World
Brian Cloughley
June 22, 2021
© Photo: Flickr/Stephen Melkisethian

U.S. democracy does not extend to Guantanamo Bay or any of the hideous ‘black sites’ where the CIA and its international partners conducted torture.

President Joe Biden says he is proud that the United States “is back” to being prosperous, visionary, and with enormous military forces to be reckoned with on the world stage (although they didn’t do terribly well in Afghanistan). He is a positive sort of person, even though his outlook has understandably been influenced by considerable personal grief during his long life. Certainly he has made mistakes, the latest being to slap down a CNN reporter who asked him an awkward question, but he followed up by declaring he thinks that media reporters have “got to have a negative view of life, it seems to me. The way you all, you never ask a positive question.”

That’s a pretty ingenuous statement, but he’s absolutely right, and the tenor of U.S. mainstream reporting concerning the Putin-Biden meeting was redolent with regret that there hadn’t been a shouting match. There was frustration that there had been agreement about some matters, albeit modest. Then the topic of the U.S.-Russia summit meeting dropped off the West’s front pages and out of the broadcasting stream simply because it had not been a disastrous failure. It had been an annoying outcome for many people, and especially for supporters of the U.S.-Nato military alliance which is desperately engaged in trying to justify its existence by conjuring up threats around the world.

As American and Nato forces scuttle away from their twenty-year war in Afghanistan, where, as I’ve written before, “they’ve been beaten into the ground by a bunch of raggy-baggy militants who don’t have any strike aircraft or drones or tanks or artillery”, the European leader of Nato, its Secretary General Jens Stoltenberg, prodded and supported by the Pentagon, continues to scoot round the world to promote the survival and even expansion of his creaking empire. He stayed home, however, to meet with President Biden on June 14, and it was ironic, to put it mildly, that the main media photograph was of the two of them outside the billion dollar palace that is Nato’s new headquarters in Brussels.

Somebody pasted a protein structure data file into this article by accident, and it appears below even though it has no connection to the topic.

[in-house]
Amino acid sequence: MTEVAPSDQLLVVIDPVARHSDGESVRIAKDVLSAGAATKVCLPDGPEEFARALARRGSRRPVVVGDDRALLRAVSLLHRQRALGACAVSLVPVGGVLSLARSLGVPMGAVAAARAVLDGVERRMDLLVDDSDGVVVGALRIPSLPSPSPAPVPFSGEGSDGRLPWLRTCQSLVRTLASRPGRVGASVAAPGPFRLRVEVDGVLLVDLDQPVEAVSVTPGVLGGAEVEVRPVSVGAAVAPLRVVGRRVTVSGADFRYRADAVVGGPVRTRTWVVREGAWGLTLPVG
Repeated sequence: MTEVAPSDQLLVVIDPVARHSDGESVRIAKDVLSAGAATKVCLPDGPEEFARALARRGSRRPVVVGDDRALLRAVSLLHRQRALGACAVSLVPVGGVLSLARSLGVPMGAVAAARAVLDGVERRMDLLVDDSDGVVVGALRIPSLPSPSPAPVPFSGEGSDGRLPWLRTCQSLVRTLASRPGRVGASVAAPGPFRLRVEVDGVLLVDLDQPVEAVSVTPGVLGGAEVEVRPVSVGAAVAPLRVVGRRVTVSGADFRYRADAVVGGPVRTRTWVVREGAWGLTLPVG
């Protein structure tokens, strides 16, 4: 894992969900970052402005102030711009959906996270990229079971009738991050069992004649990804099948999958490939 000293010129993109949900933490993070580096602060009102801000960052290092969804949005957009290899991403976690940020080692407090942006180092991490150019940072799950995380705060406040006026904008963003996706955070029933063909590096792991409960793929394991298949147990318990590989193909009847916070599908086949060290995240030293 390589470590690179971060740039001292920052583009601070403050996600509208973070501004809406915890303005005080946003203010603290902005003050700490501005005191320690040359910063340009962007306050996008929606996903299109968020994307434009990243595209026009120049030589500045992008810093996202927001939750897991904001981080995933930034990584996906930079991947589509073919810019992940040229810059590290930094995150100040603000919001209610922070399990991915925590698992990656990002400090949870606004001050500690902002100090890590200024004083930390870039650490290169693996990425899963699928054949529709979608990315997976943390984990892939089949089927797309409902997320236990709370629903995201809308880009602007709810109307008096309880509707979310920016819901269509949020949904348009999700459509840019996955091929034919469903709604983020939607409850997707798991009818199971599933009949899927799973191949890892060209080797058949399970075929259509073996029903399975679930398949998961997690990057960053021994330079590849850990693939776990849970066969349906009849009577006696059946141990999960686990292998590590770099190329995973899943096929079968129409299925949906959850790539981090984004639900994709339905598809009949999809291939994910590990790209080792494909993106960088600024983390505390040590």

At Mr Biden’s media conference following the Nato summit he carried on highlighting the theme of democracy and declared that “the democratic values that undergird our alliance are under increasing pressure, both internally and externally. Russia and China are both seeking to drive a wedge in our transatlantic solidarity.” Of course, neither Russia or China would give a fig about U.S.-Nato solidarity if it wasn’t specifically intended to threaten both of them. But it must be vexing to be continually lectured by Washington on the subject of democracy.

There is democracy in the United States, and in general it covers the country from north to south and from west to east, from San Francisco Bay to Chesapeake Bay. But democracy doesn’t extend to Guantanamo Bay, the U.S. colonial enclave, military base and detention centre in the Republic of Cuba.

Guantanamo Bay’s prison was established by President GW Bush in 2002 and after a high of 780 prisoners has now 40. Nine died and the others were released. The New York Times of 9 June 2021 reported that of the remaining 40 prisoners “12 are being handled by the military commissions war court — three are facing proposed charges, seven are facing active charges and two have been convicted. In addition, 19 detainees are held in indefinite law-of-war detention and are neither facing tribunal charges nor being recommended for release. And nine are held in law-of-war detention but have been recommended for transfer with security arrangements to another country.” This is not democracy, and it is understandable that the constant preaching from Washington rings false to the point of absurdity.

In Russia there is a detained prisoner called Alexei Navalny, a politician and lawyer who in 2013 and 2014 was awarded a suspended sentence for embezzlement. He is in jail because he was judged to have violated his parole conditions. (This followed his poisoning, allegedly by a toxic agent. The western media have covered the matter in detail, even noting President Putin’s rebuttal of accusations of official involvement.) But Mr Navalny, unlike the hundreds of prisoners who have passed through, died, or remain in Guantanamo Bay, had a trial in an open court of law. Washington’s prisoners in Guantanamo are denied the right to trial, but this and other evidence of vicious persecution are ignored by Mr Biden in favour of criticising Russia over the Navalny detention, such as when he declared in the White House on 14 June that “Navalny’s death would be another indication that Russia has little or no intention of abiding by basic fundamental human rights.”